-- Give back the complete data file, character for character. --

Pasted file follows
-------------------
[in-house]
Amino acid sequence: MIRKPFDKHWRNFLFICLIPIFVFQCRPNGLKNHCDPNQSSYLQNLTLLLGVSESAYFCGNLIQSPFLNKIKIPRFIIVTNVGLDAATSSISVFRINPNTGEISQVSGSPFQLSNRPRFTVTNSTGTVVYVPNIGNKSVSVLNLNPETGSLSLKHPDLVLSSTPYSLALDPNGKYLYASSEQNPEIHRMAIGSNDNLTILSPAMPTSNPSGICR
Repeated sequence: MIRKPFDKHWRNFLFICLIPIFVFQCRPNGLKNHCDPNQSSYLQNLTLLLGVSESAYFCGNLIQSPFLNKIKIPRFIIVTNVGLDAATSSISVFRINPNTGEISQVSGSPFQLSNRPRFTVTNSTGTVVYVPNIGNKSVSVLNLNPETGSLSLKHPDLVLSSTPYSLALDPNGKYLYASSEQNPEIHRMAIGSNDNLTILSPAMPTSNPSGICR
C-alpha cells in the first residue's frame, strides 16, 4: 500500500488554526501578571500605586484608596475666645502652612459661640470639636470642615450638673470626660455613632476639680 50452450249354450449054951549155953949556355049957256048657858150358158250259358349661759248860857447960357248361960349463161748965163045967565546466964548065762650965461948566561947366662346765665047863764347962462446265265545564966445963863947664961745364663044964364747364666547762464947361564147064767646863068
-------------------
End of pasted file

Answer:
[in-house]
Amino acid sequence: MIRKPFDKHWRNFLFICLIPIFVFQCRPNGLKNHCDPNQSSYLQNLTLLLGVSESAYFCGNLIQSPFLNKIKIPRFIIVTNVGLDAATSSISVFRINPNTGEISQVSGSPFQLSNRPRFTVTNSTGTVVYVPNIGNKSVSVLNLNPETGSLSLKHPDLVLSSTPYSLALDPNGKYLYASSEQNPEIHRMAIGSNDNLTILSPAMPTSNPSGICR
Repeated sequence: MIRKPFDKHWRNFLFICLIPIFVFQCRPNGLKNHCDPNQSSYLQNLTLLLGVSESAYFCGNLIQSPFLNKIKIPRFIIVTNVGLDAATSSISVFRINPNTGEISQVSGSPFQLSNRPRFTVTNSTGTVVYVPNIGNKSVSVLNLNPETGSLSLKHPDLVLSSTPYSLALDPNGKYLYASSEQNPEIHRMAIGSNDNLTILSPAMPTSNPSGICR
C-alpha cells in the first residue's frame, strides 16, 4: 500500500488554526501578571500605586484608596475666645502652612459661640470639636470642615450638673470626660455613632476639680 50452450249354450449054951549155953949556355049957256048657858150358158250259358349661759248860857447960357248361960349463161748965163045967565546466964548065762650965461948566561947366662346765665047863764347962462446265265545564966445963863947664961745364663044964364747364666547762464947361564147064767646863068